• I wouldn't say that .crt or .cer are pseudo-formats and .pem is de-facto format. I would say opposite: .crt and .cer use exact binary format as specified in ASN.1 module (RFC 5280). PEM isn't used in transfer syntax during TLS negotiation, for example. Your statement is too arguable.
    – Crypt32
    Mar 3, 2020 at 21:17
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    @Crypt32 Wikipedia states that PEM is a de-facto format, so I stuck to that. I'm also not saying that RFC 5280 isn't an exact format, only that the file extensions were never formally tied to these formats. I've seen countless .crt files in real life that were actually .pem files
    – user163495
    Mar 4, 2020 at 6:07
  • Ok, then Wikipedia's statement is arguable. On extensions -- fair anough. You say PEM format says nothing about the content -- aren't PEM header and footer intended to suggest about content type?
    – Crypt32
    Mar 4, 2020 at 7:12
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    @Crypt32 Yes, but that's not what I meant by that statement. What I meant is that you can't say "It's PEM, so it must be a private key". PEM can hold anything, so a file being in PEM format gives no indication about what the content is
    – user163495
    Mar 4, 2020 at 7:15
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    Certificates CONTAIN public keys. Saying 'A certificate is just a "fancy" public key' is like saying 'A postmarked envelope is just a "fancy" letter'. Certs also contains data about the key, such as valid dates uses and whose key it is and who said so, just like envelopes say who the letter is from and when it was posted. However, the certificate itself isn't used in actual cryptographic (encryption or verification) operations just like an envelope isn't used when reading a letter. And, like a letter, you can transfer and store public keys without certificate (PGP does this).
    – CBHacking
    Jul 1, 2021 at 0:35

Certificate is a container that holds information about certificate holder/owner and public key. Private key is raw key material without any extra information. For example, from private key you can't extract information about owner of the key, or a certificate this private key is associated with. Certificate is often called as public certificate, because it contains only public key and public information.

Possessing the public certificate only doesn't prove certificate ownership. Only possession of private key that is associated with public key embedded in public certificate can prove certificate ownership.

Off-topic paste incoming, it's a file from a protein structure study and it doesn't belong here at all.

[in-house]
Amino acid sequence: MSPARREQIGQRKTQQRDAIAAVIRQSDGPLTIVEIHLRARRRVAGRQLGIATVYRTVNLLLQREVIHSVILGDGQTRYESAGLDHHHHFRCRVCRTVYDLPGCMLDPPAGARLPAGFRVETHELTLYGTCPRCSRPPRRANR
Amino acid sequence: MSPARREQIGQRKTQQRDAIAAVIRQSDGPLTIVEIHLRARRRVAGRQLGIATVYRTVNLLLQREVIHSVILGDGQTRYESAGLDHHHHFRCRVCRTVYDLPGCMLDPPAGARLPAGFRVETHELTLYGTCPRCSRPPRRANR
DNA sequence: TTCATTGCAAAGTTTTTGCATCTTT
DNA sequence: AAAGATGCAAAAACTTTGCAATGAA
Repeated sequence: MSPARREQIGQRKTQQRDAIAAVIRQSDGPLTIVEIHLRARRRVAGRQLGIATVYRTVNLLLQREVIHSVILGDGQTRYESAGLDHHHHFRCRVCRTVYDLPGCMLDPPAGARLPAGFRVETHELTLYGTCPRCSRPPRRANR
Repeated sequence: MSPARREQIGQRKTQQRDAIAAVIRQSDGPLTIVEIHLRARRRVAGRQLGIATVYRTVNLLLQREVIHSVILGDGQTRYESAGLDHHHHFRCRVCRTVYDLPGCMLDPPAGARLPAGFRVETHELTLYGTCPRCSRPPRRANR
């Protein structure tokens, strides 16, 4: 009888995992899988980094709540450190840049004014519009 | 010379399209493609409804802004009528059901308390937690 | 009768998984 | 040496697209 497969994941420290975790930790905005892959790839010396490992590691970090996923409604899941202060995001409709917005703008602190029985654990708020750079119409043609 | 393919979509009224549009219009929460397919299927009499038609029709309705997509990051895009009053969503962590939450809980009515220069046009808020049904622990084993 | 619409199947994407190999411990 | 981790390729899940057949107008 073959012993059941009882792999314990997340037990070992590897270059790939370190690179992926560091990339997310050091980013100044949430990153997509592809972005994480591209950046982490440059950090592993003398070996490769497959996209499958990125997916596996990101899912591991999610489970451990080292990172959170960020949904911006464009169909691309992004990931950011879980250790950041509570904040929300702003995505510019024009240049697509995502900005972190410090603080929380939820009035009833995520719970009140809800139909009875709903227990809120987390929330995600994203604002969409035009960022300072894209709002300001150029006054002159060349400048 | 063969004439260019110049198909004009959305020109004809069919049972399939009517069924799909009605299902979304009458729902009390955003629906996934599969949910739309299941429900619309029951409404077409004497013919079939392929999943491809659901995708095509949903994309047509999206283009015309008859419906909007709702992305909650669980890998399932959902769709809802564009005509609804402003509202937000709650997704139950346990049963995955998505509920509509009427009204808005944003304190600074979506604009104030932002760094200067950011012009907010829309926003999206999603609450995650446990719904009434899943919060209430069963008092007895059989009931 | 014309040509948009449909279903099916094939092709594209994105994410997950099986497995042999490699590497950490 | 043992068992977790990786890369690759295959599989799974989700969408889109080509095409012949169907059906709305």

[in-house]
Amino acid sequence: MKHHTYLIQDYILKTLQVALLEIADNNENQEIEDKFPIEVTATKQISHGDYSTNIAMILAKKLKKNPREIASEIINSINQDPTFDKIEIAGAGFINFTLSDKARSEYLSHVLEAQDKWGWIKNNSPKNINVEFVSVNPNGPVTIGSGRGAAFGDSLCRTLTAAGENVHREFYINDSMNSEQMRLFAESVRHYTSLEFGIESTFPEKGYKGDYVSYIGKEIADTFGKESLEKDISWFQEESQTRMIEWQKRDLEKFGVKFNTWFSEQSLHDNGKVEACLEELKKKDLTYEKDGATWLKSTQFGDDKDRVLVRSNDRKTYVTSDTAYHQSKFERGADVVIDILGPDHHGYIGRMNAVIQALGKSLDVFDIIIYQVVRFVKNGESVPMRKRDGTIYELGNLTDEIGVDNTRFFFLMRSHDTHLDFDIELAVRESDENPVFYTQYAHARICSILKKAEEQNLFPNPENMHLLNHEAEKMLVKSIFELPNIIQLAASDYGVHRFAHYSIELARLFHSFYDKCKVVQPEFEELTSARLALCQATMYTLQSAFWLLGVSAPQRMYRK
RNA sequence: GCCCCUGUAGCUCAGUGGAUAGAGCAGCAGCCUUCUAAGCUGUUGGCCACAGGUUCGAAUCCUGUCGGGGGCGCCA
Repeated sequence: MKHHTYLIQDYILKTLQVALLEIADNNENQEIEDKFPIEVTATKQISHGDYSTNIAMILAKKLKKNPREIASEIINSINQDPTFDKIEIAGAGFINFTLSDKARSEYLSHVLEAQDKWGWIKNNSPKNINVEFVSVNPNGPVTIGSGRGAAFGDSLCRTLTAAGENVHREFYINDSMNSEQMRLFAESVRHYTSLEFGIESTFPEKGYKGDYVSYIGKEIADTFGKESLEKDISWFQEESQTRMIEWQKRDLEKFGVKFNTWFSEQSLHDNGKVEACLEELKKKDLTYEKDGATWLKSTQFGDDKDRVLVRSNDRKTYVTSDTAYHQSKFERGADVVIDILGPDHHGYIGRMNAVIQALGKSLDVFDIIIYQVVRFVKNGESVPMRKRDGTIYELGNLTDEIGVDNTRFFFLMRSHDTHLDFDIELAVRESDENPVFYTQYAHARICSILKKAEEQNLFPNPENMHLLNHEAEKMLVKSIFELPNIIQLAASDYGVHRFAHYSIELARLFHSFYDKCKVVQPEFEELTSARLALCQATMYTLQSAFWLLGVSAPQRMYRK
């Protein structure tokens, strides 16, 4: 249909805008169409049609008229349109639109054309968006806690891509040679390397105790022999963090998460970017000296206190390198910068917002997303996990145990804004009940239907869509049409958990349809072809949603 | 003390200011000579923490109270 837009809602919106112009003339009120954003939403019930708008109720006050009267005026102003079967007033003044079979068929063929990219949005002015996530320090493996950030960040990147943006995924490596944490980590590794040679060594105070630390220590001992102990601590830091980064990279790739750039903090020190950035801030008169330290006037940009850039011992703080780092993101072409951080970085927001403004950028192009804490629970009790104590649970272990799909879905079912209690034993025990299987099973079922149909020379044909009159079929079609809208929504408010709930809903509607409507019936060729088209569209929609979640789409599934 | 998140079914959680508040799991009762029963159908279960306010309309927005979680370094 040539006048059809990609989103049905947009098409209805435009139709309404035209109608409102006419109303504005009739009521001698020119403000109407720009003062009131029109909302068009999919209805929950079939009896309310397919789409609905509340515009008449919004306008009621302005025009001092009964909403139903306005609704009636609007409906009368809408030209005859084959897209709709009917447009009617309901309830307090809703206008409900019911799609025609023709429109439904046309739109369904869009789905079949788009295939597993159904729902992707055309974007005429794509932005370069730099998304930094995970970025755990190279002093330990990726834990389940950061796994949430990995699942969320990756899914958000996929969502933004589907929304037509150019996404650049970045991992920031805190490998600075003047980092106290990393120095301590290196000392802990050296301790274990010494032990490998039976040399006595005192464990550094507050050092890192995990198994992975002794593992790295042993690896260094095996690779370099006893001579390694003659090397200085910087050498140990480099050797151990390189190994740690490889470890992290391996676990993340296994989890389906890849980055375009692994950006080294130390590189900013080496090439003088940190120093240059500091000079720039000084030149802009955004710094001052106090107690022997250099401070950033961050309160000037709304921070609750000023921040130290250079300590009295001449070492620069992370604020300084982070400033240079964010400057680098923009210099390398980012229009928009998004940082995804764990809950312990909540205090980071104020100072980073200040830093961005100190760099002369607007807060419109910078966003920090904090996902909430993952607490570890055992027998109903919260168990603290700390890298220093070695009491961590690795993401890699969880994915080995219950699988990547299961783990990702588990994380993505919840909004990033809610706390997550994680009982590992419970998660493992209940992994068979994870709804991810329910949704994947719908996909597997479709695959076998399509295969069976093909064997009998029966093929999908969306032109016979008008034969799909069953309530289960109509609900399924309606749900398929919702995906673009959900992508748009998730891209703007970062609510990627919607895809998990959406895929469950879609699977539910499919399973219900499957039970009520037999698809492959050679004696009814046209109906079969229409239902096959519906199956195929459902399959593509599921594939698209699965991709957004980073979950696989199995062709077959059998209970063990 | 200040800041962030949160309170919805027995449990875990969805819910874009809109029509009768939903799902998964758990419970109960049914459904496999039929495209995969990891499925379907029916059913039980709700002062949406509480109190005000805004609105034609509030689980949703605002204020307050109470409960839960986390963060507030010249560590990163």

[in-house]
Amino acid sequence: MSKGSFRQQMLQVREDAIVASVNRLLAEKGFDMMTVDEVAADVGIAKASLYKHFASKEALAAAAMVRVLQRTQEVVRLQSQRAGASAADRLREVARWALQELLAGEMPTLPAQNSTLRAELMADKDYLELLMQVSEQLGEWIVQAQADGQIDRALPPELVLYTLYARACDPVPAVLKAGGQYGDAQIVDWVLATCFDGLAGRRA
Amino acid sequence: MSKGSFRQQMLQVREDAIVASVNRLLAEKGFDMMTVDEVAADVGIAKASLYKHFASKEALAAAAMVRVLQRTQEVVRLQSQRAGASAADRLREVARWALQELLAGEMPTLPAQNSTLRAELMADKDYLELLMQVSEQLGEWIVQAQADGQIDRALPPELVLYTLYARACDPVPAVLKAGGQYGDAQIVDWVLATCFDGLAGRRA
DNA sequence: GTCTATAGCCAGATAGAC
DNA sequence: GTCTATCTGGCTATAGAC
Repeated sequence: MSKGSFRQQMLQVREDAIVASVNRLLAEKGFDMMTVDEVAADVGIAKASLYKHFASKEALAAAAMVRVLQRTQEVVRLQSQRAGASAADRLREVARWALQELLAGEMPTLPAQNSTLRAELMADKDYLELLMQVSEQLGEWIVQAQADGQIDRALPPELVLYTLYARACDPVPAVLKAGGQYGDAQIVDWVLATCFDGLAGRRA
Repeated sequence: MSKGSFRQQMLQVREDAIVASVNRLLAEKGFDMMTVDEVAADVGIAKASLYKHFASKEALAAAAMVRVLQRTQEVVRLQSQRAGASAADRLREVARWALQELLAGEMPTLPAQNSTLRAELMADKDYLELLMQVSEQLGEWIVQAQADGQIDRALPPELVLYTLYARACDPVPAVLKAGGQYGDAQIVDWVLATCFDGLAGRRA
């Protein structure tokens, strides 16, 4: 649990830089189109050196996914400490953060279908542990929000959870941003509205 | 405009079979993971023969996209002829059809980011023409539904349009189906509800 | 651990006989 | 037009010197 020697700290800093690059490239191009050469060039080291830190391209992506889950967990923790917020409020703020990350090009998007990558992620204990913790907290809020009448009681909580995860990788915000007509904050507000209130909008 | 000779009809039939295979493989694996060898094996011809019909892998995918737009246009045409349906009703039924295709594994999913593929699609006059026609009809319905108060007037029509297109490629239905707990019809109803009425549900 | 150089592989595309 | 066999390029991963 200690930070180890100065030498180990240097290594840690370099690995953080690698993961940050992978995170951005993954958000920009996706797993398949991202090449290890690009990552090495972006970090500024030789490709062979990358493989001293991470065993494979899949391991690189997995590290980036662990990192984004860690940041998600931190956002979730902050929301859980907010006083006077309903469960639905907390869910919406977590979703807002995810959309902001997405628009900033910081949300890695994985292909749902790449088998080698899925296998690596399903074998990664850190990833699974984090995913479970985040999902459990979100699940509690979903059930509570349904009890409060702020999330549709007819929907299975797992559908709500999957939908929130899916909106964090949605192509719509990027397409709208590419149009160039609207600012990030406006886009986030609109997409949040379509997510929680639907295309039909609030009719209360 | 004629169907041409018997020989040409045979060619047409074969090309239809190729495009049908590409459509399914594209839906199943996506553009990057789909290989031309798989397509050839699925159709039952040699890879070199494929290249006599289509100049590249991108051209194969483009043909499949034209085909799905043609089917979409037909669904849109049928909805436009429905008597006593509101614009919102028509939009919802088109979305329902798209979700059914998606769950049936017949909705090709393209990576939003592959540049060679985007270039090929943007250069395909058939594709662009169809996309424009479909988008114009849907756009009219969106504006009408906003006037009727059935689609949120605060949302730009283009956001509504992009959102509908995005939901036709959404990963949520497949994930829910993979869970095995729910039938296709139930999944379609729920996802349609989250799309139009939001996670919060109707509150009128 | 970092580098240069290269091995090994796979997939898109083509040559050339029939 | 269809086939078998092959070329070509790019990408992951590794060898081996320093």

About certificate types:

  • .crt and .pem are literally same thing. Just with different encoding used to store same information in file. .crt is often a pure pure binary copy of ASN.1-encoded certificate. .pem is same binary copy of certificate converted to base64 string and wrapped by PEM header and footer. They store only public certificate. No private key inside. See RFC 1421 for more details about PEM. You can open PEM in any text editor, copy/paste encoded certificate. It is hard to do with raw binary file, which .crt often is.

  • .p12 and .pfx are same thing. They represent a PKCS#12 container which is suitable to store both, public certificate and encrypted private key. PFX or P12 use binary file encoding. With PFX, you can store multiple certificates with associated private keys and optional certificate chains. Hence it is a container.

why, for example, an application expecting a "client certificate" blows up when you give it a .crt file.

as I said, having only public certificate (which .crt is) is not enough to prove the ownership of the certificate. When client authentication is used, client must prove that it owns the supplied certificate and it requires a private key to prove this ownership. Thus, client app must be able to access the private key associated with public certificate. Depending on client application, platform and other variables, it is done by having a .key file in a defined location, accessing PFX/P12 or other means provided by platform (read certificate and key from certificate store in Windows).

  • 2
    +1 for clarifying that a certificate is a public key plus additional information. However, saying that .crt and .pem files are literally the same thing is not really true. While pem files should always come in PEM encoded format, crt (just like cer btw) can be in either PEM or DER encoded (=binary ASN.1) format, depending on the OS platform and/or application that created it. Conclusion: don't trust the file suffix too much.
    – not2savvy
    Apr 17, 2020 at 13:46